Chapter 7 Bankruptcy in Nashville
What is Chapter 7?
Are you faced will bills you can no longer afford to pay? Are you paying off one credit card with another? Have you lost your job or have unexpectedly high debts due to medical bills, divorce or facing repossession? If so, you should speak to an experienced attorney at Cain & Associates, PLLC to discuss your financial future. We offer a free consultation to answer all your questions and explain what your legal options are that could help you get out of debt once and for all through Chapter 7 bankruptcy.
Chapter 7 bankruptcy protection was established by Congress as a legal method to provide those individuals of limited means to eliminate their unsecured debts, end the collection calls and provide them with a fresh start. You may worry that bankruptcy could affect your credit history but if you are already behind on your bills or are facing lawsuits, collections and wage garnishment, your credit is already badly damaged. This type of bankruptcy normally discharges (eliminates) all of your unsecured debts and can allow you to rebuild your credit over time without any unpaid debts on your record.
Qualifying for Chapter 7
Under U.S.C. §§ 101(41), 109(b) it states that to be eligible for Chapter you can be an individual, a partner of a business, or a corporation business entity. A discharge of debt however, is only available to individual applicants. Since the new laws enacted in 2005 by President Bush, every applicant must fill pass the means test that calculates your current monthly income and compares it to the median income of other Tennessee residents. As long as your income does not exceed the median income, you will qualify for Chapter 7. The amount of debt you have does not have any impact on your eligibility. You cannot file however in the 180 day period after filing for a prior bankruptcy which was denied because you failed to meet the requirements. All applicants must go through mandatory credit counseling at within 180 days before filing their petition.
How does Chapter 7 work?
When filling out bankruptcy paperwork for Chapter 7 you will be asked to include a list of assets and debts, a schedule of your current income and expenditures, a statement of your financial affairs and a schedule of executor contracts and unexpired leases. The courts may also ask for your most recent tax returns or for a few years prior, since your bankruptcy case has begun. For husband and wife applicants, if one spouse is solely responsible for the debt they can file independently, otherwise you can file a joint petition.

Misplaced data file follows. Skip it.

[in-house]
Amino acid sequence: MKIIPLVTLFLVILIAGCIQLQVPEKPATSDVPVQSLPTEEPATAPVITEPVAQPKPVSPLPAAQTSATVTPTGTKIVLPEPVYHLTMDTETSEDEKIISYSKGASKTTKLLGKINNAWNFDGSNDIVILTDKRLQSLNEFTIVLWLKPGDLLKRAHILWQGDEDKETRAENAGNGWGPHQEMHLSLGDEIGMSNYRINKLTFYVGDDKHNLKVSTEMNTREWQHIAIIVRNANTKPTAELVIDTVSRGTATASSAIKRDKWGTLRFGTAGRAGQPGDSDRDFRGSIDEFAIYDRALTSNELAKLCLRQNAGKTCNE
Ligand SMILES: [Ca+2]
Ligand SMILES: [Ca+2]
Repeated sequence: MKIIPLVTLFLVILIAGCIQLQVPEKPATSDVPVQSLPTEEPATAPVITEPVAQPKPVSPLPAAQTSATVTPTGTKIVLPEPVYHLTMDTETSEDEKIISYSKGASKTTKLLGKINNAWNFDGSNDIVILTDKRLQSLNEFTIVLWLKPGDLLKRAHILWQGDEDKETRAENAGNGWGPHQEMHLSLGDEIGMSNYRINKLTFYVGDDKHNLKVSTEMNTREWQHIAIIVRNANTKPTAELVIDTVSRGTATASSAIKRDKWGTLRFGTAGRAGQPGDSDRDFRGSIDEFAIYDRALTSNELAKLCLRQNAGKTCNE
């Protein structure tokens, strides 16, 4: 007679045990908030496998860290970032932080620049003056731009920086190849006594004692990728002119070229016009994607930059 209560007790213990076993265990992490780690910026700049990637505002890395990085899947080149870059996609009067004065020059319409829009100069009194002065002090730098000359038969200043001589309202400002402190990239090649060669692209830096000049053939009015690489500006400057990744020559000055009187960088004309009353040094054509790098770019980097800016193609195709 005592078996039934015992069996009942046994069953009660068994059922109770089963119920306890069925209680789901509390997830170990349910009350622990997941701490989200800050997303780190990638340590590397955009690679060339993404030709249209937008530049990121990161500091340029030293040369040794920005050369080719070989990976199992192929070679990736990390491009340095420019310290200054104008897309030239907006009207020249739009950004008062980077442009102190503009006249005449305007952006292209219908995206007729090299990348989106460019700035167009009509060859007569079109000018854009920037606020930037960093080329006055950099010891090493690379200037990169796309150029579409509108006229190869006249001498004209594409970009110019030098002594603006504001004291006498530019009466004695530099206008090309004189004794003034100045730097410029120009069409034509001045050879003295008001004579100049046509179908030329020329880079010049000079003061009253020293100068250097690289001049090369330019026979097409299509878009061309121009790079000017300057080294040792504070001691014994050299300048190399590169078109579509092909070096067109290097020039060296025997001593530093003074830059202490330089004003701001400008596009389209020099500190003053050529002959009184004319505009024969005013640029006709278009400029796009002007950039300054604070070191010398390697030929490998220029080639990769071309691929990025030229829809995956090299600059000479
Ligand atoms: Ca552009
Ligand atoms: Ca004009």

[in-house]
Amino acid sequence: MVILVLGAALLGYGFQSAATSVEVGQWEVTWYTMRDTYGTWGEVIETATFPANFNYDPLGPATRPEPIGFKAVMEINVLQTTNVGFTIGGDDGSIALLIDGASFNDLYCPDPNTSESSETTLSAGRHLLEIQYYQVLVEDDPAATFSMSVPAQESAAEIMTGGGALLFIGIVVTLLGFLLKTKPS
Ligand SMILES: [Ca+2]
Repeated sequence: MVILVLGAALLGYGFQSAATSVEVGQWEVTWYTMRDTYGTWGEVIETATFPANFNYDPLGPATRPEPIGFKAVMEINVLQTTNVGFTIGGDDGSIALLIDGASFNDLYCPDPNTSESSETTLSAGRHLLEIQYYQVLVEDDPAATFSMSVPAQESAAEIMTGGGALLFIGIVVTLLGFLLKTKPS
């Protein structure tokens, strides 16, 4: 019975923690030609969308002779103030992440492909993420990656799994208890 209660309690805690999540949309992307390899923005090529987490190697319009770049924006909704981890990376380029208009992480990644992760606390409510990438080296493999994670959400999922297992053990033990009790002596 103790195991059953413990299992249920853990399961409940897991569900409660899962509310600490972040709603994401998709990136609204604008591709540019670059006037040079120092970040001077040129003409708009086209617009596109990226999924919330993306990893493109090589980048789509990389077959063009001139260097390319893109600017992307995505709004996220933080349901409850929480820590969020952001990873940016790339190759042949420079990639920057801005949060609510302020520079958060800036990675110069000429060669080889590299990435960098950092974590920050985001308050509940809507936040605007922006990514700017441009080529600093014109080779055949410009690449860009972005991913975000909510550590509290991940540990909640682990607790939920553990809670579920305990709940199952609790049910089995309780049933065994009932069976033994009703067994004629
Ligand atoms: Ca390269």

There are court fees for filing Chapter 7 and failure to pay the fees on time can result in a complete dismissal of your petition. If you are under extreme financial hardship and cannot afford the filing fee, talk to Attorney Cain about your possible options, he may be able to have the fee requirements waived for your case. Married applicants that are filing independently will still need to get information from their spouse and include it in their petition.
When filing for Chapter 7 you will be able to have certain exemptions and protect some of your property and assets from liquidation, your home and car for example. It is vital that you consult with your attorney prior to filing and find out what is exempt and what is not. As soon as the bankruptcy petition has been filed, your creditors will be notified. Filing bankruptcy puts an “Automatic Stay” on wage garnishment, creditor harassment and all collection motions against the applicant. As long as the automatic stay is in effect, it will protect you and creditors are prohibited from contacting you, pursuing lawsuits, or even talking to your friends and family.
Is Chapter 7 right for you?
After submitting all your unsecured debts to the court you will need to make one appearance that allows your creditors to challenge your inability to pay. Once done, the court ordinarily then discharges all your debts and you will be free to start fresh and begin building your financial future. If you have significant assets or own property that the court could sell to repay your debt, you may not want the file this type of bankruptcy. We can discuss your other options if this is the case. There are some debts that are not dischargeable with Chapter 7 bankruptcy including:
- All debts not listed on your bankruptcy petition
- Most student loans
- Taxes (State, Federal and Local)
- Child support and alimony
- Government fees and fines
- Court fees
- DUI debt
- Fraud Debt
The debts that are eligible for discharge with Chapter 7 will be completely eliminated and you will not be legally liable for repayment. Creditors will also not be permitted to contact you or collect that forgive debt. The discharge with this type of bankruptcy is very timely and happens in some cases only 4 months after filing, giving the applicant quick financial relief. To find out more about Chapter 7 bankruptcy contact Attorney Cain and his associates and receive a free consultation.